Background: In 2005, a fixed-dose combination therapy (FDCT) of rosiglitazone maleate and glimepiride became available for treatment of type 2 diabetes mellitus. It is hypothesized that FDCTs increase adherence by decreasing the number of required tablets.
Objective: To assess changes in medication adherence and hemoglobin A(1c) (A1C) values in subjects switching from monotherapy with either a sulfonylurea or rosiglitazone or dual therapy with both to rosiglitazone/glimepiride FDCT.
Methods: This retrospective database analysis included subjects with 1 or more prescription fills for rosiglitazone, a sulfonylurea, or rosiglitazone/glimepiride FDCT during the identification period of January 1, 2006, to September 30, 2006. Subjects were grouped according to baseline and follow-up period treatment regimens: sulfonylurea or rosiglitazone monotherapy switched to sulfonylurea and rosiglitazone dual therapy (Mono/Dual), monotherapy to rosiglitazone/glimepiride FDCT (Mono/FDCT), sulfonylurea and rosiglitazone dual therapy in both periods (Dual/Dual), and dual therapy to rosiglitazone/glimepiride FDCT (Dual/FDCT). The medication possession ratio (MPR) was calculated as a measure of adherence. The change in A1C from the baseline period to the follow-up period was assessed for each cohort.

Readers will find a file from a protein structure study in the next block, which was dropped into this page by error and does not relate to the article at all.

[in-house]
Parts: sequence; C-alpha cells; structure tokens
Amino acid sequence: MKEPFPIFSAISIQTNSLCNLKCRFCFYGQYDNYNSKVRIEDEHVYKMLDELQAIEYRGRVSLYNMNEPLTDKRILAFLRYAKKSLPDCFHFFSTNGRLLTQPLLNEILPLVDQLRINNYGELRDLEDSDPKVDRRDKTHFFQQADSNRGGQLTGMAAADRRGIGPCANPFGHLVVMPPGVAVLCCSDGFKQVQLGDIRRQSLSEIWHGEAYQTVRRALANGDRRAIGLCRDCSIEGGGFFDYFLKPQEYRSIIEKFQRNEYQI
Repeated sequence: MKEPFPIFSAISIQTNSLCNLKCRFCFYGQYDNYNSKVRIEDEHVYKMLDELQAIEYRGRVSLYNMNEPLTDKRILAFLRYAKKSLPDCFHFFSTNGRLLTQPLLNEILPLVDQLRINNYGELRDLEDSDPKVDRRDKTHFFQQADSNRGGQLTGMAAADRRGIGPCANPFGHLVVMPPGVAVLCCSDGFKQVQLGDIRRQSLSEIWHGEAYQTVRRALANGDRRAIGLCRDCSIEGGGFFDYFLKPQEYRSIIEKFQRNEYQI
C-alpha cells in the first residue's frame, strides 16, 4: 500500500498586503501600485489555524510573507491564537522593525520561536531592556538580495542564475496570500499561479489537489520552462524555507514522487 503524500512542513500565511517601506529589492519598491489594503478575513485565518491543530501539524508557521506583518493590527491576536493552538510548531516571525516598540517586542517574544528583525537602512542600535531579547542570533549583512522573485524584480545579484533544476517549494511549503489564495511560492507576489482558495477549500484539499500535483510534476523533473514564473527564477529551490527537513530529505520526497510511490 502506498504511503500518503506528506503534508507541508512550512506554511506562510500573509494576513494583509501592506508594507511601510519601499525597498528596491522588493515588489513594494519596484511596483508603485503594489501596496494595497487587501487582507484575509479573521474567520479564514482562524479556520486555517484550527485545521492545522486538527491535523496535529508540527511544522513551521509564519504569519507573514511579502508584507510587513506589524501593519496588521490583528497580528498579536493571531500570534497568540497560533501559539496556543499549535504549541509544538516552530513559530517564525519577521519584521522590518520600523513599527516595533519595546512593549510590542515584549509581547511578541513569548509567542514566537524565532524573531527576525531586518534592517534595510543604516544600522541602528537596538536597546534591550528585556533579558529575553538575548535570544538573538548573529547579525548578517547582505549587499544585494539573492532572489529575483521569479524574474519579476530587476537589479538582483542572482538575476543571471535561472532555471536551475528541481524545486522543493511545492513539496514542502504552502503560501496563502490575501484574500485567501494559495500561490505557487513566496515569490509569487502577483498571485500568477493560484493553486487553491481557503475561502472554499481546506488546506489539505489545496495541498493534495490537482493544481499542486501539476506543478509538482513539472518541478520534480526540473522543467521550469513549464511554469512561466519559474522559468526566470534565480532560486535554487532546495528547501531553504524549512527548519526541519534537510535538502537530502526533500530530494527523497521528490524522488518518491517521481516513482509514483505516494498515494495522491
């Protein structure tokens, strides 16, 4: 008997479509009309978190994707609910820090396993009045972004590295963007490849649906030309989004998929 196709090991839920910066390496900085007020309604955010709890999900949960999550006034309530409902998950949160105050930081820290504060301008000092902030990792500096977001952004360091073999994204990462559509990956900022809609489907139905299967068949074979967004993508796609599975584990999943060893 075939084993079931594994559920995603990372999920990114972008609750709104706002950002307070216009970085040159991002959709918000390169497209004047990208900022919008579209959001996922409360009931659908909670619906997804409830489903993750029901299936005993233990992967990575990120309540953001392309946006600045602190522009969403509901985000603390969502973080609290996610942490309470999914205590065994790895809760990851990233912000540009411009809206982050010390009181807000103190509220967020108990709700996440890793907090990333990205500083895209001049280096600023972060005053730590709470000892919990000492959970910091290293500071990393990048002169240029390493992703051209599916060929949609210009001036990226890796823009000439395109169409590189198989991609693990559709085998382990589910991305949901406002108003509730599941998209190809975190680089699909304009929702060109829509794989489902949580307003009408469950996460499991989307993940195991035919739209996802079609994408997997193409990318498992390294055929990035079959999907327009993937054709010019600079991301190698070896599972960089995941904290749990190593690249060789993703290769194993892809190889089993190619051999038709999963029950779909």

Results: The study included 16,490 subjects. From baseline to follow-up, MPR decreased for both the Mono/FDCT cohort and the Mono/Dual cohort, but the magnitude of this decrease was less for the Mono/FDCT cohort (-0.02 vs -0.10; p < 0.001). Mean MPR significantly improved for the Dual/FDCT cohort compared with the Dual/Dual cohort (+0.10 vs +0.05; p < 0.001). The mean absolute A1C reduction did not differ significantly between the Mono/FDCT cohort (-1.08%) and the Mono/Dual cohort (-0.77%). Compared with the Dual/Dual cohort, the Dual/FDCT cohort experienced a greater absolute reduction in A1C (-0.06% vs -0.51%; p = 0.004). The results remained statistically significant in the multivariate model.
Conclusions: Switching to rosiglitazone/glimepiride FDCT, in comparison with switching to dual therapy, was associated with improvements in medication adherence and glycemic control.